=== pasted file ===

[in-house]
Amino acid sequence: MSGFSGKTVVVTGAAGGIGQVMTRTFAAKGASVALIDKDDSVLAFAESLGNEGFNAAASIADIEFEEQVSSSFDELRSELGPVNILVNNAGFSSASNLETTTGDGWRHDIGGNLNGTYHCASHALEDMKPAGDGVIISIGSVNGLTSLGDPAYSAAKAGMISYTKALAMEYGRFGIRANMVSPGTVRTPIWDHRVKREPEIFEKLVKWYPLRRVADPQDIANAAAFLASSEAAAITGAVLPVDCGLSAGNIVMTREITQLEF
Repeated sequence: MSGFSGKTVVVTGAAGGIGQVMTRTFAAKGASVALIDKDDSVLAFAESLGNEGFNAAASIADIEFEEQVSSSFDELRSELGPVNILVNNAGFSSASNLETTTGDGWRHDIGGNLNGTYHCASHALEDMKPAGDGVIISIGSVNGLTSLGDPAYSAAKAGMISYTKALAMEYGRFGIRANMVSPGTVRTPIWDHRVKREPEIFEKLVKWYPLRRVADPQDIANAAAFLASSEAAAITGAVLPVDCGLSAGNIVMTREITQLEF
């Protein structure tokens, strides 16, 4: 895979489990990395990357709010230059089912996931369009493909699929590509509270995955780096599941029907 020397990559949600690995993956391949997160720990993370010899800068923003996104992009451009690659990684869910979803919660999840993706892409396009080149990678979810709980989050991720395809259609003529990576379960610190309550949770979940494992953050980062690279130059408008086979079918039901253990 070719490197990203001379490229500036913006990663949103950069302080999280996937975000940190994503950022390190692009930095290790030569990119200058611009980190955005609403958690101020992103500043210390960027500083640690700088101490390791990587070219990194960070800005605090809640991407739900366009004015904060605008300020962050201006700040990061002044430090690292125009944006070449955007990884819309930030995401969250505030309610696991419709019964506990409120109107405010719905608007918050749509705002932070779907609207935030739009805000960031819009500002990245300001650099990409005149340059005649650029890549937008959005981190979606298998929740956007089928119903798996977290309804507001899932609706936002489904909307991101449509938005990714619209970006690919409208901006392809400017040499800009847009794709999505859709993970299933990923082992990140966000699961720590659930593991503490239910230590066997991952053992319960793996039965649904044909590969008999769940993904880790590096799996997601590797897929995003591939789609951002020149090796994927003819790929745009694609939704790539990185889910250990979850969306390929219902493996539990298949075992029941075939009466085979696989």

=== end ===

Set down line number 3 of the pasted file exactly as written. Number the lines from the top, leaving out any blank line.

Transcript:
Repeated sequence: MSGFSGKTVVVTGAAGGIGQVMTRTFAAKGASVALIDKDDSVLAFAESLGNEGFNAAASIADIEFEEQVSSSFDELRSELGPVNILVNNAGFSSASNLETTTGDGWRHDIGGNLNGTYHCASHALEDMKPAGDGVIISIGSVNGLTSLGDPAYSAAKAGMISYTKALAMEYGRFGIRANMVSPGTVRTPIWDHRVKREPEIFEKLVKWYPLRRVADPQDIANAAAFLASSEAAAITGAVLPVDCGLSAGNIVMTREITQLEF